Caving in the Abode of the Clouds Project, Meghalaya, North East India

The Caving in the Abode of the Clouds Project takes its name from the Sanskrit meaning of the word ‘Meghalaya’ which literally translates to ‘Abode of the Clouds’. This reflects the fact that due to its geographical location Meghalaya is often cloaked in cloud and as a result receives world record rainfall. The rain, added to a warm climate and extensive areas of limestone, has provided the perfect mix to created many fine caves, making Meghalaya of great interest to the International Caving fraternity. In 1992, a small team of four European Cavers were able to visit Meghalaya and the Khasi, Jaintia and Garo hills, finding many caves and, more significantly, realising the huge caving potential within the state. In 1994, contact was made with Brian D. Kharpran Daly and Donbok Syiemlieh of the Shillong based Meghalaya Adventurers Association and from then onwards the systematic exploration of caves across Meghalaya has been undertaken as an enduring partnership between Indian, European, Middle East and American Cave Explorers. Through this productive collaboration, supported by the Meghalaya State Tourism Department the following cave exploration visits under the banner of the ‘Caving in the Abode of the Clouds Project’ have been made.

1992 – Khasi, Jaintia and Garo Hills9+ kms2006 – Jaintia Hills15.4 kms
1994 – Khasi Jaintia and Garo Hills14+ kms2007 – Jaintia Hills15.9 kms
1995 – Khasi, Jaintia and Garo Hills10+ kms2008 – Jaintia Hills13.9 kms
1996 – Jaintia Hills9+ kms2009 – Jaintia Hills12.7 kms
1997 – Jaintia Hills25+ kms2010 – East Khasi and Jaintia Hills25.1 kms
1998 – Khasi and Jaintia Hills26+ kms2011 – Jaintia Hills10+ kms
1999 – Khasi and Jaintia Hills27+ kms2012 – Jaintia Hills and West Khasi Hills12.9 kms
1999 – Jaintia Hills4+ kms2013 – Jaintia Hills9.1 kms
2000 – Khasi and Jaintia Hills20+ kms2014 – South Jaintia Hills12.8 kms
2001 – Khasi and Jaintia Hills35+ kms2015 – Jaintia Hills and South Jaintia Hills15.3 kms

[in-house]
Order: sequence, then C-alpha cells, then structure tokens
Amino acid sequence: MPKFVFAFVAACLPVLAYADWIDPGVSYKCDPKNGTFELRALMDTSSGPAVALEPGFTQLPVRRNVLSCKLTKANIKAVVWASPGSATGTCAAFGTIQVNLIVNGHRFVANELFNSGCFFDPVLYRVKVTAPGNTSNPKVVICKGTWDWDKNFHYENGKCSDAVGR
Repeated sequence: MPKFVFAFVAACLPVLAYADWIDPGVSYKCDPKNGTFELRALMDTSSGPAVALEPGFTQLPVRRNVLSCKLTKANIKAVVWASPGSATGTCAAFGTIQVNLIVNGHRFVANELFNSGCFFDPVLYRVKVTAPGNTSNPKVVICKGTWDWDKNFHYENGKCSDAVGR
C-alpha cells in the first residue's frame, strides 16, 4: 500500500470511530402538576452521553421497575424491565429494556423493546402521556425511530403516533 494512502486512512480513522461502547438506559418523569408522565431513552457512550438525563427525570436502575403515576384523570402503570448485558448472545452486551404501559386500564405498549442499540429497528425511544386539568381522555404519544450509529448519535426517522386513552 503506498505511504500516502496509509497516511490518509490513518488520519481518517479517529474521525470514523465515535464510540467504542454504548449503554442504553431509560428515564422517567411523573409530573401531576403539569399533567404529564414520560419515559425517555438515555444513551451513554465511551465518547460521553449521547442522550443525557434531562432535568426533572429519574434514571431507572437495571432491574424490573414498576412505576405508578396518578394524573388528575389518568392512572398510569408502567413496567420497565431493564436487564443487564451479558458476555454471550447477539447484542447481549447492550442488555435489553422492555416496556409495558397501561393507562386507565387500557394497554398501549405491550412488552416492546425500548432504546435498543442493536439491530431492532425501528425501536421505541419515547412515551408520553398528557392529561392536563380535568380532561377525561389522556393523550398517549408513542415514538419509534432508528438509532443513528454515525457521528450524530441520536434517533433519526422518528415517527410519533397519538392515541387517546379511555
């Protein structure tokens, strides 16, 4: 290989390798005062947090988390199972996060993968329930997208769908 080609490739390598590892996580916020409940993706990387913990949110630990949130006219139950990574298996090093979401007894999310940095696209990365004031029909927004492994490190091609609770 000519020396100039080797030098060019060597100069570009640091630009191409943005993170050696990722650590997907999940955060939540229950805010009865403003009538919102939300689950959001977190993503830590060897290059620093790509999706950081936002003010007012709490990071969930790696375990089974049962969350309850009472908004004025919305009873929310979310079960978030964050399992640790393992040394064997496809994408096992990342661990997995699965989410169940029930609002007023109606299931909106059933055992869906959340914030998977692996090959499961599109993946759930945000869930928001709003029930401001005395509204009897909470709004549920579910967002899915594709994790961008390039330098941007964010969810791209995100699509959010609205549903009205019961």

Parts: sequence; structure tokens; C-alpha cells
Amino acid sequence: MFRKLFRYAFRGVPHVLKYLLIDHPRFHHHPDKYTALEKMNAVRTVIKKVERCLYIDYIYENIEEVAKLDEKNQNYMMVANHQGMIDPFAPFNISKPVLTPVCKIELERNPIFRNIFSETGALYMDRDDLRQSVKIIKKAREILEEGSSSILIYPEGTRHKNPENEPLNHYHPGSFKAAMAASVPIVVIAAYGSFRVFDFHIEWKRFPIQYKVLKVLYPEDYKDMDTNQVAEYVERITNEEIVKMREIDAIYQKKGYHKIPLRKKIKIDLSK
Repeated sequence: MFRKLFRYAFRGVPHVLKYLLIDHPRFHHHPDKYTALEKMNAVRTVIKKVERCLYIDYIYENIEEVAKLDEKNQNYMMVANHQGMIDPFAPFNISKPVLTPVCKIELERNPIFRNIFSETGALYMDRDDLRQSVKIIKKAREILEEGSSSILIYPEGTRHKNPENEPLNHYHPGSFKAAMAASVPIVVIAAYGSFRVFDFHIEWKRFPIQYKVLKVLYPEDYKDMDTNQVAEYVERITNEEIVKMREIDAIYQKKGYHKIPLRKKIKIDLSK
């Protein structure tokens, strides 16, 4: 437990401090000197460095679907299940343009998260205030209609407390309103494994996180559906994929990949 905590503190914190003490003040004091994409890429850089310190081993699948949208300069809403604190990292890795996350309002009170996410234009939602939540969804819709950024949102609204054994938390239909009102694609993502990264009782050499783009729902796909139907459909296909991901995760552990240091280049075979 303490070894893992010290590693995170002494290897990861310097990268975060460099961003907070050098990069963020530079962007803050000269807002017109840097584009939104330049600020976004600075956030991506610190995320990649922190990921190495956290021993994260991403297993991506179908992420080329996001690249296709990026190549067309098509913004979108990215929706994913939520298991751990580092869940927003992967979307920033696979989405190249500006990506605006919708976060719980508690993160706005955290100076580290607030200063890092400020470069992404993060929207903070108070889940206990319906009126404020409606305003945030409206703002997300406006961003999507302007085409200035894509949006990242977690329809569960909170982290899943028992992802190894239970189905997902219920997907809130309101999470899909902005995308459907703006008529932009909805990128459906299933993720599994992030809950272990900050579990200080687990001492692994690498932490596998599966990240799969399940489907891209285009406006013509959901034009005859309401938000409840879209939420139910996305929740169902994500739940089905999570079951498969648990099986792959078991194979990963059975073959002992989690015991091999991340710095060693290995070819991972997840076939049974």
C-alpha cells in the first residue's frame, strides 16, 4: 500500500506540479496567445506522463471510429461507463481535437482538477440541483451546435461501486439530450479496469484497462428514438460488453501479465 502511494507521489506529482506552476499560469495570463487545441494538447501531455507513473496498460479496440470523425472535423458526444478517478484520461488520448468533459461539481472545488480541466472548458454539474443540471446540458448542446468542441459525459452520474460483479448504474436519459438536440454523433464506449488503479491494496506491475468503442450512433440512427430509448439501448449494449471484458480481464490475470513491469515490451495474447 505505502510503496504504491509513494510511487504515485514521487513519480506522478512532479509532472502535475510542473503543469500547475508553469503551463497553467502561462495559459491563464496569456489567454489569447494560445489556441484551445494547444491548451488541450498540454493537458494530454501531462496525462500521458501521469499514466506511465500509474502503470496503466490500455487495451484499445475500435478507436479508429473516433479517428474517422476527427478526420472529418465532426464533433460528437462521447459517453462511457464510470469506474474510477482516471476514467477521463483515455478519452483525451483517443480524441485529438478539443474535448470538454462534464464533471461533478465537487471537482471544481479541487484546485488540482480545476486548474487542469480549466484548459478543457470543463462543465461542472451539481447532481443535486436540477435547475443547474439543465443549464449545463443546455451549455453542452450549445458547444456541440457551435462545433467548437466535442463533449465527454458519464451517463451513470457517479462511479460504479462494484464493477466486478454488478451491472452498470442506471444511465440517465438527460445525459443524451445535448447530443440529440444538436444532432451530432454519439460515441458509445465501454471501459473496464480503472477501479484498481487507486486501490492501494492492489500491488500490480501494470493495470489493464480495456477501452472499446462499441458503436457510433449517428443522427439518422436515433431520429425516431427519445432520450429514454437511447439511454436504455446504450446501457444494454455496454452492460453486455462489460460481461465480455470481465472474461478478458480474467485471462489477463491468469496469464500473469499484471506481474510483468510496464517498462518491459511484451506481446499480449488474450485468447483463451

2002 – Khasi, Jaintia and Garo Hills22.5 kms
2002 – West Khasi Hills6+ kms
2002 – South Garo Hills2.7 kms
2003 – West Khasi, Jaintia and Garo Hills25.7 kms
2004 – Jaintia Hills17.1 kms
2005 – Jaintia Hills and West Khasi Hills19+ kms

Distances and new cave passage explored and surveyed during each visit.

To date (March 2015), the whereabouts of over 1,580 caves and cave locations are known, of which 970 have been explored or partially explored to yield in excess of 427 kilometres of measured (and of which a significant portion is mapped) cave passage, with much more awaiting discovery. Many of the caves explored to date contain impressive river passages, deep shafts and large and ancient relic passage. Together these features create cave systems equal in size and beauty to those found anywhere else in the world and put Meghalaya firmly on the world-caving map as a significant Cave and Karst Region. Within the caves is a rich variety of unique cave fauna and alongside the exploration foreign biologist and their Indian counterparts, most recently in partnership with the Lady Keane College in Shillong, have continued to record and document this finding in the process species that are completely unique to Meghalaya.

In the achievement of the above the ‘Caving in the Abode of the Clouds Project’ is indebted to the help and support it has received over the years from; the Meghalaya Adventurers Association, the Government of India Tourist Office (East and North East India) Kolkata; the Meghalaya State Tourism Department; Officials and Government Departments within Meghalaya; and, most importantly, the People of Meghalaya. Acknowledgement is also given to the Grampian Speleological Group, UK for its regular financial support and the Ghar Parau Foundation, Mount Everest Foundation and NSS International Grant Fund for financial help at various times.

However, the abundance of limestone (and coal) in Meghalaya makes the state not only of interest to the caving fraternity but also of interest to the commercial world, as both are valuable economic resources. Initially small-scale extraction of limestone and coal has been replaced by larger commercial operations seeking to fuel economic growth in the region. To protect the environment, the unique landscape, natural history and particularly the wonderful caves of the Khasi, Jaintia and Garo Hills. It is essential that the limestone and coal is extracted in an environmentally sensitive and sustainable manner if irreversible damage to the landscape and these unique natural features (The Caves of Meghalaya) is to be avoided.